Cardiac Arrest: Screening kids for heart problems can save lives down the road, doctors say

INDIANAPOLIS - The American Academy of Pediatrics is warning parents about the risk of sudden cardiac arrest in children.

Pediatric sudden cardiac arrest kills nearly 2,000 people under the age of 25 every year, according to the AAP.

Dr. Randall Caldwell, director of pediatric cardiology at Riley Hospital for Children, said that screening children for heart problems early on can save lives down the road.

"If you take a look at those 2,000 patients (who died), about 56 percent are going to be related to a death from some cardiovascular problems," he said. "That's why we want to make sure we screen those children and take care of those type of problems."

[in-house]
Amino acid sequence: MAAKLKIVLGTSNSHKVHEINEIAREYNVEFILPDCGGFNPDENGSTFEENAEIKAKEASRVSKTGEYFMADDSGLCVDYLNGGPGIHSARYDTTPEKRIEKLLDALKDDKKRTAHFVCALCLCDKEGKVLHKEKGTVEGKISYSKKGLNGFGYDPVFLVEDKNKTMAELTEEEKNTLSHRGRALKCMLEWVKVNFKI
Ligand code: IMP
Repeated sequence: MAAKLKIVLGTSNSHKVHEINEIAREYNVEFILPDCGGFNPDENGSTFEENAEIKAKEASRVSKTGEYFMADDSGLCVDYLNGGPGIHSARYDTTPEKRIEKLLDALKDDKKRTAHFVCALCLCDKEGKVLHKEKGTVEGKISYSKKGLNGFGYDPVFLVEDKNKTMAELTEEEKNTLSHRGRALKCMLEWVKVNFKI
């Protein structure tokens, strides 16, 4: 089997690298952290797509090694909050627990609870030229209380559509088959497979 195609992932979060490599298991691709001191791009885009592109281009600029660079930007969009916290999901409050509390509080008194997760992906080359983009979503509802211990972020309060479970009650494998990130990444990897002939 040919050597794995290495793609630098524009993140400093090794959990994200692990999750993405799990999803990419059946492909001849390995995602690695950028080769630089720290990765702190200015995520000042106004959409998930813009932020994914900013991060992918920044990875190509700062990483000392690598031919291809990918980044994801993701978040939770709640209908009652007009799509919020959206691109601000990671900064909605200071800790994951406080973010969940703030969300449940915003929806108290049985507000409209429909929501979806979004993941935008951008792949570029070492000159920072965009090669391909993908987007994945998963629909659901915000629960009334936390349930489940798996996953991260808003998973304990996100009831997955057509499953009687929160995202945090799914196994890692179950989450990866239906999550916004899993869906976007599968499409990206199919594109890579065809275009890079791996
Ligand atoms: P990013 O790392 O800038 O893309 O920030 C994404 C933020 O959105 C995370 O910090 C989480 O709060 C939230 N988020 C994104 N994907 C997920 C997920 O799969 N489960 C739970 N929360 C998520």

Caldwell said Riley treats about 30 new children each week complaining of chest pain, but only about 3 to 5 percent of them are found to have a heart issue.

Still, he said it is important that parents know about heart issues in their families and get children screened for heart health when they begin playing sports or when they reach second or third grade.

Exercise increases the risk for sudden cardiac arrest, as well as extremes in hot and cold temperatures.

"The number one problem is called hypertrophic obstructive cardio myopathy, where the heart muscle is very muscle bound or thickened," he said. "That happens in about one of every 500 individuals, so that's the problem we make sure we want to screen for."


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